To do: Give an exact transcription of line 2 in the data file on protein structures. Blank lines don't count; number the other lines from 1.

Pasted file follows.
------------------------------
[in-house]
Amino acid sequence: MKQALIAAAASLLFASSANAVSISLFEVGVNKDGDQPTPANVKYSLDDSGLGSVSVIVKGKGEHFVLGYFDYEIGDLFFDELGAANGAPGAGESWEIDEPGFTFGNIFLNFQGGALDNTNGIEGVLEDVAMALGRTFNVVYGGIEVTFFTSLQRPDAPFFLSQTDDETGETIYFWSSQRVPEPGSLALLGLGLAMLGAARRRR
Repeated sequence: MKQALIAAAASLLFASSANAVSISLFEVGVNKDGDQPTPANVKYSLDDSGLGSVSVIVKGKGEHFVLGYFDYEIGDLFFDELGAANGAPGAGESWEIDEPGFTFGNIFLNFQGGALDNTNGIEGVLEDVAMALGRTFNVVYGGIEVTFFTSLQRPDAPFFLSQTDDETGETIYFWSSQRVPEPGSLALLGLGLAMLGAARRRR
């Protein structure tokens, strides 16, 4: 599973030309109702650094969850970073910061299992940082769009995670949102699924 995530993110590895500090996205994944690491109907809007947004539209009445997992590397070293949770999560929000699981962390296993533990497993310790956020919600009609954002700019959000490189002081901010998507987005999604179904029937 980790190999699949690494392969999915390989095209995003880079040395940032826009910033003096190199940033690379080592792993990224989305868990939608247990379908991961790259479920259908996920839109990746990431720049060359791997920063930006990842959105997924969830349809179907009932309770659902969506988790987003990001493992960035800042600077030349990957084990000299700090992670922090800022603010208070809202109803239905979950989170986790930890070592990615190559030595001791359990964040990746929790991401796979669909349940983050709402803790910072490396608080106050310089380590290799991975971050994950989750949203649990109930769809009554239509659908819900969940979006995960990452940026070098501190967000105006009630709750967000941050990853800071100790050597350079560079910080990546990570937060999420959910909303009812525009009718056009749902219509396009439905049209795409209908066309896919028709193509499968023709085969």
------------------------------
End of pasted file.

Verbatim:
Amino acid sequence: MKQALIAAAASLLFASSANAVSISLFEVGVNKDGDQPTPANVKYSLDDSGLGSVSVIVKGKGEHFVLGYFDYEIGDLFFDELGAANGAPGAGESWEIDEPGFTFGNIFLNFQGGALDNTNGIEGVLEDVAMALGRTFNVVYGGIEVTFFTSLQRPDAPFFLSQTDDETGETIYFWSSQRVPEPGSLALLGLGLAMLGAARRRR